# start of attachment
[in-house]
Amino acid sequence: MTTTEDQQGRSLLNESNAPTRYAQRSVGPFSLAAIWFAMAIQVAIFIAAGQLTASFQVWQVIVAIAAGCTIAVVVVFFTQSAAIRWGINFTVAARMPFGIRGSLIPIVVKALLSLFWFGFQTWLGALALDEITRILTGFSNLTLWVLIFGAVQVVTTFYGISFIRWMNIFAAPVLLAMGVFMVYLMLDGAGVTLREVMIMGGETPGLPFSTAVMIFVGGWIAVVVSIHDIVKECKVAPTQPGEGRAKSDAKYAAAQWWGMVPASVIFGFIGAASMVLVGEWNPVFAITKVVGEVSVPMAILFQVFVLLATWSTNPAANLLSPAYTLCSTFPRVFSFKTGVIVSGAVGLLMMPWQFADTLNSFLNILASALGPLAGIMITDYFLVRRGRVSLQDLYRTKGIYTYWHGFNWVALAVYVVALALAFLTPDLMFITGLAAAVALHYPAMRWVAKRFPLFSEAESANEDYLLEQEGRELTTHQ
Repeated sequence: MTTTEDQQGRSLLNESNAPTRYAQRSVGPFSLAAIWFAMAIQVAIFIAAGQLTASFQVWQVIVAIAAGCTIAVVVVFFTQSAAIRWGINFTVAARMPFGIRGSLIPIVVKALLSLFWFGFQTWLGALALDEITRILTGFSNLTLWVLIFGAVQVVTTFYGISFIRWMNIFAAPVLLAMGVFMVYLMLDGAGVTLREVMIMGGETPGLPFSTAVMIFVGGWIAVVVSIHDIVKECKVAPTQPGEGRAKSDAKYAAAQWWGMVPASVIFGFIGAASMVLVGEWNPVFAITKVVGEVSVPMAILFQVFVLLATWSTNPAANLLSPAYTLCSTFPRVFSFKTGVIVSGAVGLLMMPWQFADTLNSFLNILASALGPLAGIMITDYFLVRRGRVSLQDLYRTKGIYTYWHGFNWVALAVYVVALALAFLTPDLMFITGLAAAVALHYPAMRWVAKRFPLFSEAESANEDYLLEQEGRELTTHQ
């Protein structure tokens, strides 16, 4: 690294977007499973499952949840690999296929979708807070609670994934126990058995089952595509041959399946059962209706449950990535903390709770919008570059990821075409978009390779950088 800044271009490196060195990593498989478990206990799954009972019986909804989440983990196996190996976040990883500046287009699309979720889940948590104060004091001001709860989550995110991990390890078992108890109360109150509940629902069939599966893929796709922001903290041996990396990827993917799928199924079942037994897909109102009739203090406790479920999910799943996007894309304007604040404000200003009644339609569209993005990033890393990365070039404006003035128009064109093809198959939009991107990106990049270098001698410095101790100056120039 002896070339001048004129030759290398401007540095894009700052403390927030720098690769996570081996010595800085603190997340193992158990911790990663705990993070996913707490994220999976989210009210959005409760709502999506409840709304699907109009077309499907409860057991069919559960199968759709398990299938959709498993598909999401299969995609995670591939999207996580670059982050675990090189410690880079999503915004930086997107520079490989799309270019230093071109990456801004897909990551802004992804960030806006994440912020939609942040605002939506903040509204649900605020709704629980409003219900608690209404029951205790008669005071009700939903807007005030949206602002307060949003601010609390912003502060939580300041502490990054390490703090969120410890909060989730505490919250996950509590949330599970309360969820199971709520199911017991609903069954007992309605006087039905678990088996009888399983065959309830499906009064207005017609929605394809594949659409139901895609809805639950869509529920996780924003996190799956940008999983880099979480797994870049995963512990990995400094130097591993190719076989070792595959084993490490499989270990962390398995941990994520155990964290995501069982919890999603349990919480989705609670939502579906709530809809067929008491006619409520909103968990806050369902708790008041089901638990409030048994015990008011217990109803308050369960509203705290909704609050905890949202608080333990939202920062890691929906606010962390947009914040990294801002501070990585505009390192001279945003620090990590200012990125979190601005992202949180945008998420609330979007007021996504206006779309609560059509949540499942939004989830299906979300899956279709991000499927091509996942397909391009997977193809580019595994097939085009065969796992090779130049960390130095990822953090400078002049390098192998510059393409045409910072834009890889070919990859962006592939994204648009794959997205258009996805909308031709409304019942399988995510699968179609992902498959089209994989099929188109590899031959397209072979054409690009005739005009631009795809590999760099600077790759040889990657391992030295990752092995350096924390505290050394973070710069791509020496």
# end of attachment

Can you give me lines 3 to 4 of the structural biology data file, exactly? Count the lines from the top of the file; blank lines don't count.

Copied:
Repeated sequence: MTTTEDQQGRSLLNESNAPTRYAQRSVGPFSLAAIWFAMAIQVAIFIAAGQLTASFQVWQVIVAIAAGCTIAVVVVFFTQSAAIRWGINFTVAARMPFGIRGSLIPIVVKALLSLFWFGFQTWLGALALDEITRILTGFSNLTLWVLIFGAVQVVTTFYGISFIRWMNIFAAPVLLAMGVFMVYLMLDGAGVTLREVMIMGGETPGLPFSTAVMIFVGGWIAVVVSIHDIVKECKVAPTQPGEGRAKSDAKYAAAQWWGMVPASVIFGFIGAASMVLVGEWNPVFAITKVVGEVSVPMAILFQVFVLLATWSTNPAANLLSPAYTLCSTFPRVFSFKTGVIVSGAVGLLMMPWQFADTLNSFLNILASALGPLAGIMITDYFLVRRGRVSLQDLYRTKGIYTYWHGFNWVALAVYVVALALAFLTPDLMFITGLAAAVALHYPAMRWVAKRFPLFSEAESANEDYLLEQEGRELTTHQ
């Protein structure tokens, strides 16, 4: 690294977007499973499952949840690999296929979708807070609670994934126990058995089952595509041959399946059962209706449950990535903390709770919008570059990821075409978009390779950088 800044271009490196060195990593498989478990206990799954009972019986909804989440983990196996190996976040990883500046287009699309979720889940948590104060004091001001709860989550995110991990390890078992108890109360109150509940629902069939599966893929796709922001903290041996990396990827993917799928199924079942037994897909109102009739203090406790479920999910799943996007894309304007604040404000200003009644339609569209993005990033890393990365070039404006003035128009064109093809198959939009991107990106990049270098001698410095101790100056120039 002896070339001048004129030759290398401007540095894009700052403390927030720098690769996570081996010595800085603190997340193992158990911790990663705990993070996913707490994220999976989210009210959005409760709502999506409840709304699907109009077309499907409860057991069919559960199968759709398990299938959709498993598909999401299969995609995670591939999207996580670059982050675990090189410690880079999503915004930086997107520079490989799309270019230093071109990456801004897909990551802004992804960030806006994440912020939609942040605002939506903040509204649900605020709704629980409003219900608690209404029951205790008669005071009700939903807007005030949206602002307060949003601010609390912003502060939580300041502490990054390490703090969120410890909060989730505490919250996950509590949330599970309360969820199971709520199911017991609903069954007992309605006087039905678990088996009888399983065959309830499906009064207005017609929605394809594949659409139901895609809805639950869509529920996780924003996190799956940008999983880099979480797994870049995963512990990995400094130097591993190719076989070792595959084993490490499989270990962390398995941990994520155990964290995501069982919890999603349990919480989705609670939502579906709530809809067929008491006619409520909103968990806050369902708790008041089901638990409030048994015990008011217990109803308050369960509203705290909704609050905890949202608080333990939202920062890691929906606010962390947009914040990294801002501070990585505009390192001279945003620090990590200012990125979190601005992202949180945008998420609330979007007021996504206006779309609560059509949540499942939004989830299906979300899956279709991000499927091509996942397909391009997977193809580019595994097939085009065969796992090779130049960390130095990822953090400078002049390098192998510059393409045409910072834009890889070919990859962006592939994204648009794959997205258009996805909308031709409304019942399988995510699968179609992902498959089209994989099929188109590899031959397209072979054409690009005739005009631009795809590999760099600077790759040889990657391992030295990752092995350096924390505290050394973070710069791509020496």